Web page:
Drilling into a half-decent gigabit small-biz switch... from D-Link
The DGS-3420-28TC isn't from Cisco and I'm OK with this
Review I have a confession to make, dear readers. While I'm aware that this admission opens me up to virtually unlimited heckling from the Cisco-indoctrinated crowd, the truth of the matter is that D-Link switches have served me in good stead for over a decade. After having spent the past month reviewing D-Link's DGS-3420-28TC, I've decided its maker stands an excellent chance of remaining a staple vendor for my SMB clients for another decade.
The DGS-3420-28TC is a 24-port 1GbE switch with 4 10GbE SFP+ ports. It is marketed as a "Layer 2+ Managed Switch" as part of D-Link's xStack line. (xStack switches can all be stacked with one another.) It offers a web-based GUI for management as well as a Cisco iOS-alike command line - similar enough that those trained on Cisco can probably make their way around without needing the manual.
It supports the basics: various flavours of spanning tree (as well as loopback detection), VLANs (including basic Q-in-Q), some basic IGMP and MLD snooping and port-mirroring. It's the bare minimum I would expect from any switch that was rackmountable today. Layer 2 featureset, check.
The "2+" part of the featureset branding comes in with the layer 3 features it supports: IPv4 and IPv6 routing, basic QoS and rate limiting, various levels of authentication control and reasonable access control list capabilities. The featureset on this unit doesn't come anywhere close to that offered by enterprise offerings (like Dell's PowerConnect line) and would get eaten alive by a top-end Cisco switch. That's fair enough; it isn't aimed at the same market.
The vast majority of these switches that get deployed will probably never be used for anything excepting Layer 2 support. I expect that there will be a lot of deployments in which some configuration occurs... D-Link obviously envisions groups of these switches connecting hundreds of 1GbE devices and stacking among themselves via the 10GbE ports.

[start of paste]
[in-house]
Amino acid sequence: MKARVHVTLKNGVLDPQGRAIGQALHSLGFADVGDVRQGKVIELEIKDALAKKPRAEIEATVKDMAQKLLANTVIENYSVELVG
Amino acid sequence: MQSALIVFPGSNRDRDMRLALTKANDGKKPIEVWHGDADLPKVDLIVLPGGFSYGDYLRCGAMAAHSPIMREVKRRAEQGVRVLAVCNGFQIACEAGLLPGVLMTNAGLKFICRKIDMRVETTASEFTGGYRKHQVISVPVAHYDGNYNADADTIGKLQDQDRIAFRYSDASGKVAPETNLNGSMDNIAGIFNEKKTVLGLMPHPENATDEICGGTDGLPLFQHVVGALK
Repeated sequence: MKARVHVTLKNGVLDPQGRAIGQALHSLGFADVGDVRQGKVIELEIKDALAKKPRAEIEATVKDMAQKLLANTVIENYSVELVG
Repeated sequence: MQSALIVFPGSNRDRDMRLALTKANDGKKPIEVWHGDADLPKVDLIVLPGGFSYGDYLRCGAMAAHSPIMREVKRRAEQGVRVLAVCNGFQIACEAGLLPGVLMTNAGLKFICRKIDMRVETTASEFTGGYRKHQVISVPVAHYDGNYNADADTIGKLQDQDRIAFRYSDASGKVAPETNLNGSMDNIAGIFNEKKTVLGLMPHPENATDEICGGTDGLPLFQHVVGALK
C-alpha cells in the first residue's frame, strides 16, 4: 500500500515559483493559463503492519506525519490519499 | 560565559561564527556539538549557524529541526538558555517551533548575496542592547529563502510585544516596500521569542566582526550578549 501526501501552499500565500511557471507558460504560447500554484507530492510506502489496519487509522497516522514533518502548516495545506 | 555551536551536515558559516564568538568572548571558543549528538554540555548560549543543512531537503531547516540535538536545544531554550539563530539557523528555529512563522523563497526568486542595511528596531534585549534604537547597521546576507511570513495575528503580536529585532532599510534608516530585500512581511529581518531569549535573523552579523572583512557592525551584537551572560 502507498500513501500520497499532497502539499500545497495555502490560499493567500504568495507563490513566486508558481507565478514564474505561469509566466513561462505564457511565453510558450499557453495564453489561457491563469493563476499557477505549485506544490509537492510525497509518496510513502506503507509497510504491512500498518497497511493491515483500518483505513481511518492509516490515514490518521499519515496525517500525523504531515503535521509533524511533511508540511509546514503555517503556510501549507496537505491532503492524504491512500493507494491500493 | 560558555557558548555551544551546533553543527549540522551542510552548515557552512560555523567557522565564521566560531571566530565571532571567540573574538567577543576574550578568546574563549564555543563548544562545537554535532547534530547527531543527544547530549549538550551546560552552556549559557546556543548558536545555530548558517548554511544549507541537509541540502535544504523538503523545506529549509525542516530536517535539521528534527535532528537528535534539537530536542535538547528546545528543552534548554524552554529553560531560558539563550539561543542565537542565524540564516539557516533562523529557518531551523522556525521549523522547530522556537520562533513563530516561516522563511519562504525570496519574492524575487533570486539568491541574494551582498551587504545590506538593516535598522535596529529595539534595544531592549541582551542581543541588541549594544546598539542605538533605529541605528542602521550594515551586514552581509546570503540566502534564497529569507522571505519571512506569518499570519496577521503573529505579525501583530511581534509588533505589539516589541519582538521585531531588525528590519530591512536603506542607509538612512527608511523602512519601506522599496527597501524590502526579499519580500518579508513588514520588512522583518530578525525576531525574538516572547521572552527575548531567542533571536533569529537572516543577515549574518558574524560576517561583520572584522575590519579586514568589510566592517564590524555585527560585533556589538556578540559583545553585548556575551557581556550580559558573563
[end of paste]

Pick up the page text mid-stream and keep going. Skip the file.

That will certainly be the case for some deployments, but for many others it will be seen as a way to get access to cheap 10GbE connectivity. I believe these switches will see extensive deployment within small businesses as a switch that allows 10GbE-equiped servers to talk to 1GbE devices, likely without other switches being involved on the network at all. In fact, I ordered a pair (primary and spare) for just such a deployment the other day.
It will also see use as a top-of-rack switch in SMB server rooms where 24 1GbE servers and a couple of 10GbE servers are connected to a core switch – something like Supermicro SSE-X24S – via a link-aggregated pair of 10GbE ports. Chances are good that in both of these scenarios, the physical network will largely be unmanaged: one great big Layer 2 network with, at most, some VLANs to break up the broadcast domains. I've got a render farm on the drawing board based on exactly this configuration.
The D-Link switches I've deployed work well for the intended uses. Their failure rates are reasonable enough that I can put a set of identical switches into a given site and buy only one spare to sit on the shelf. I've never had a second one go while the first was getting RMAed, and I've only had a handful of RMAs over the course of a decade.
Buying an extra unit to keep as a spare on the shelf as your backup isn't exactly enterprise-class support, but the D-Link switches are certainly cheap enough for this to be a viable strategy. The DGS-1024D is normally $2,000 – though it can be found for ~$1500 - making it the entry point into 10GbE for most SMBs.
In the testing I've done on these switches, they perform acceptably well for typical traffic. Hit them with enough multicast traffic and the switch will fold like a cheap tent, but it'll handle layer 2 unicast traffic to full port speeds without complaint.
Layer 3 is another story entirely. Start using the switch for routing and the difference between the DGS-3420-28TC and pretty much any full-bore enterprise Layer-3 managed switch becomes rapidly apparent. The switch is perfectly capable of handling a few Gbit/sec worth of routing. 40Gbit/sec worth of routing, however, is nowhere within its remit. Tick-box support for a feature is explicitly not "turn the knobs to 11" support.
Fair enough. While my CCNP friends will cheerily point to this as an excuse not to use these units, I can't agree. I've been using D-Link since my very first DES-1026G allowed me connect up some 1GbE servers to my passel of 10/100 desktops. I've probably got over a hundred DGS-1210-48 and at least 250 DGS-1024D switches still in the field. The DGS-3420-28TC will be joining them soon. ®